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Re: Microraptor hanqingi, new species from China.
Brad McFeeters <email@example.com> wrote:
> Do taxonomists in these other specialties care if genera are paraphyletic?
> That's the usual justification I see whenever someone splits a dinosaur
One point worth noting is that paleontology, by its very nature,
covers fossil taxa. As such it tracks the evolution of groups over
time - often over a vast expanse of time. As such, paleontology is
more likely to encounter groups that are, in retrospect, paraphyletic.
For example, if the great end-Cretaceous extinction had occurred much
earlier in the Cretaceous before hadrosaurids had evolved, then
Iguanodontidae would be monophylelic - rather than being a
paraphyletic series of outgroups leading up to a monophyletic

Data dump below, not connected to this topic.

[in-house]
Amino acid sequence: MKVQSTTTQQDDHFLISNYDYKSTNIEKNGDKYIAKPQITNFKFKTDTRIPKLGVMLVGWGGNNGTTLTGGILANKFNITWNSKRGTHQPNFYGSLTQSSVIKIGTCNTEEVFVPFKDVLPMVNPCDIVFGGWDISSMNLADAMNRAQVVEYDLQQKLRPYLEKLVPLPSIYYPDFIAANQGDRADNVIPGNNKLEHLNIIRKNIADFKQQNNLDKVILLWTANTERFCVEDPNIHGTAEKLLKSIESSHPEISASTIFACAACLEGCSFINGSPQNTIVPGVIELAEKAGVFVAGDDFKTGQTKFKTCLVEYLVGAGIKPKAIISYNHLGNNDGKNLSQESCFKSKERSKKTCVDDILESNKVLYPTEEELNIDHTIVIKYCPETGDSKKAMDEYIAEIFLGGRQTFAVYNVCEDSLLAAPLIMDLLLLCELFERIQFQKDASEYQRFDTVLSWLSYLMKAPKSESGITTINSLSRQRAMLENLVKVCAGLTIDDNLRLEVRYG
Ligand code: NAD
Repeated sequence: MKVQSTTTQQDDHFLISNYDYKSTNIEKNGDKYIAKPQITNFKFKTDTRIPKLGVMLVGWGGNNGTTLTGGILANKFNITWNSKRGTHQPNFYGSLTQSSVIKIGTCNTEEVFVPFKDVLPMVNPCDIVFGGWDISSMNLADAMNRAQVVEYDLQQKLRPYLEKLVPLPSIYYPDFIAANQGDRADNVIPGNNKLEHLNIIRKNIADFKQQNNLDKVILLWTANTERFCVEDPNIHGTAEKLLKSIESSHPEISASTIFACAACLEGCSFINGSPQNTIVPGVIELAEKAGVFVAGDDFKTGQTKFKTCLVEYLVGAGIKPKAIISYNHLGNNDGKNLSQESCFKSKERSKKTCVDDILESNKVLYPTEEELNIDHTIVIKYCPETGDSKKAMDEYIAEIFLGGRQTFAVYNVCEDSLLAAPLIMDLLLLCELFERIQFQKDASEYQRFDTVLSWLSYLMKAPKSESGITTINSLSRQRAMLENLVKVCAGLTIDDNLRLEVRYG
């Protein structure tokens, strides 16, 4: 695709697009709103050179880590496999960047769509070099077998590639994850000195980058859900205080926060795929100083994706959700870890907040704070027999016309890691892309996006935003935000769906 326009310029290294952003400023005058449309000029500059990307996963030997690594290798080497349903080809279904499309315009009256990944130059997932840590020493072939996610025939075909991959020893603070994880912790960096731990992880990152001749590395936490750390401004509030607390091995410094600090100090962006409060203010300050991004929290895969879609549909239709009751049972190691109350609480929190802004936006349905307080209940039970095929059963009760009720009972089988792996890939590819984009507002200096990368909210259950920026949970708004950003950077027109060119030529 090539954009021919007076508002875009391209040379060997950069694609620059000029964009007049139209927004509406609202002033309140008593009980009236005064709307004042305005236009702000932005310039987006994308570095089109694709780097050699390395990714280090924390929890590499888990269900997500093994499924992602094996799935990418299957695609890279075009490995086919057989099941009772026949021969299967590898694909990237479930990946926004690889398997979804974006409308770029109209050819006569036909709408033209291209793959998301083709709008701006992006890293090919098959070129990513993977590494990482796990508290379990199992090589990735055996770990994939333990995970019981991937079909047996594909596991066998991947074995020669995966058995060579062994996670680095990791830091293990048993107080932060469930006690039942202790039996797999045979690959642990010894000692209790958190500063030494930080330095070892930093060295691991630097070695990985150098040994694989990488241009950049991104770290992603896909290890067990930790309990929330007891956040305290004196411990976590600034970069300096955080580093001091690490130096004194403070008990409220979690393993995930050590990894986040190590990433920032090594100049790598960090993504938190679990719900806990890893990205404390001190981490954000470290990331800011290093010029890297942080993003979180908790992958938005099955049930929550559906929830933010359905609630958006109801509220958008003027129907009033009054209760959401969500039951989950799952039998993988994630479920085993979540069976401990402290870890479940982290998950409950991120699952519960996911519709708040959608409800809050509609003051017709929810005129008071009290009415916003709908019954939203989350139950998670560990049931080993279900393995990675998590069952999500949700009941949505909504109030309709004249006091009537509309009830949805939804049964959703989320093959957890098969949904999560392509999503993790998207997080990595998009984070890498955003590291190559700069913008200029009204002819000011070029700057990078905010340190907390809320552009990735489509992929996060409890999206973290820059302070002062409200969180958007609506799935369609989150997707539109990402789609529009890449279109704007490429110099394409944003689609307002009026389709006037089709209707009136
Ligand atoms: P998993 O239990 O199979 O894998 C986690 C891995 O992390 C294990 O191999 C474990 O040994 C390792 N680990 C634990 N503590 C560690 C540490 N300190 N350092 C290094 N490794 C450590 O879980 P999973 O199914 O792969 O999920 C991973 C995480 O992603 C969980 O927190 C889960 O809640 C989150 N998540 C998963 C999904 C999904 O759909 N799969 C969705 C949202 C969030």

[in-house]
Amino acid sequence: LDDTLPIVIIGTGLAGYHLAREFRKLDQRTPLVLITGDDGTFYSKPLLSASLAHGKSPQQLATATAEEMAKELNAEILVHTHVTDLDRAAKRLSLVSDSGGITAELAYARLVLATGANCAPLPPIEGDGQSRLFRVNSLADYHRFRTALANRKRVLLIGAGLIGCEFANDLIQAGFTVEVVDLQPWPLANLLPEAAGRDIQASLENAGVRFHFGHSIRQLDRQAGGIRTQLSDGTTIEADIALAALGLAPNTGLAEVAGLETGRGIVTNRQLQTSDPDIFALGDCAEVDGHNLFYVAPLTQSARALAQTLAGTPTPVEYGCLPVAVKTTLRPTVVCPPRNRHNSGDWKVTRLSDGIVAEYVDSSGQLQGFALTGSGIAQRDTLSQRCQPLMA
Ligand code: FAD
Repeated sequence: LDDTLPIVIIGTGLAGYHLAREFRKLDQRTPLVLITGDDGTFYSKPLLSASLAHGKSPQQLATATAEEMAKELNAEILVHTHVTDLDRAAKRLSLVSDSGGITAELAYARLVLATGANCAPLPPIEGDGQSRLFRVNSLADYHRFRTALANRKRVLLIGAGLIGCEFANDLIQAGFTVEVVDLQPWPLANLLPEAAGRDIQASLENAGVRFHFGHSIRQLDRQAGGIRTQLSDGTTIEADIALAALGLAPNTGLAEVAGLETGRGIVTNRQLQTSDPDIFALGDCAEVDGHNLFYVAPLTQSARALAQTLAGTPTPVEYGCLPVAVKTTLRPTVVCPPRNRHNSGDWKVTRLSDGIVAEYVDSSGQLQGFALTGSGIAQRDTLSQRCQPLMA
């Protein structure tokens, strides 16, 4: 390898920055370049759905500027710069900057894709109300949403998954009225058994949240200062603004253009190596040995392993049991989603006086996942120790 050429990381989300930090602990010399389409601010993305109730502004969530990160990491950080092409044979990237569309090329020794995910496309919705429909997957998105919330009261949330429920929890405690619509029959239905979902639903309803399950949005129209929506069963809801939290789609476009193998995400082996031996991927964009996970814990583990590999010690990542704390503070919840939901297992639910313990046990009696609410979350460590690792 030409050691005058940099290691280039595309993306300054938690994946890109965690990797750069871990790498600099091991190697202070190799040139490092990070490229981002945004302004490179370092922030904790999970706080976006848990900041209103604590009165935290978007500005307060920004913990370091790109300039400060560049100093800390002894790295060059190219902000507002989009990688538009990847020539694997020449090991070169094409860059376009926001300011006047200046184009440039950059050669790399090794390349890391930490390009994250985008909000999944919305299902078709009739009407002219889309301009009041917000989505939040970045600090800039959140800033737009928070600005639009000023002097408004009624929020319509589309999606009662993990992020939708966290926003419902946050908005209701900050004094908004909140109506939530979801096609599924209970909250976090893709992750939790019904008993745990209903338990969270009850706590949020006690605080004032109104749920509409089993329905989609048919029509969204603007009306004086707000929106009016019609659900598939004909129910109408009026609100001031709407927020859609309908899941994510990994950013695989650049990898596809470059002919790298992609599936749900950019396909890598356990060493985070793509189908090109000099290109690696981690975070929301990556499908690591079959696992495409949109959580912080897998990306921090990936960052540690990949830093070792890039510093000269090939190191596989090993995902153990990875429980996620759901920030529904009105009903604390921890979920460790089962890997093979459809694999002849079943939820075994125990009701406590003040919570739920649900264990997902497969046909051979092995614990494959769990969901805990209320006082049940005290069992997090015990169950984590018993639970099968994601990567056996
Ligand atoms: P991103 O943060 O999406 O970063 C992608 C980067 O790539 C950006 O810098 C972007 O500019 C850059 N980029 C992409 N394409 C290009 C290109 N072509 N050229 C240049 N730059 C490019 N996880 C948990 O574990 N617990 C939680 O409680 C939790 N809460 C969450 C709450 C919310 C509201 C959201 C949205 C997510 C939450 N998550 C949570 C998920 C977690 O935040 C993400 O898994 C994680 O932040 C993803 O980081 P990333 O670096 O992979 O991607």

Hadrosauridae. As mentioned by others, genera are often split up
because they are found to be paraphyletic. I'll note that _Iguanodon_
has been split up into several different genera (most of them still
close together in the iguanodontian tree, but rarely forming their own
clade). By contrast, there are several hadrosaurid genera from close
to or at the end of the Cretaceous that retain multiple species.
In today's world we are far less likely to encounter paraphyletic
taxa, because we are limited to genera and species that are extant.
Living species represent the very tips of crown clades. In time, a
living species contained within a certain speciose genus may split off
and become its own genus; this would render the genus containing its
erstwhile congeneric species paraphyletic. But this hasn't happened
yet. In the fullness of the fossil record, this process happens all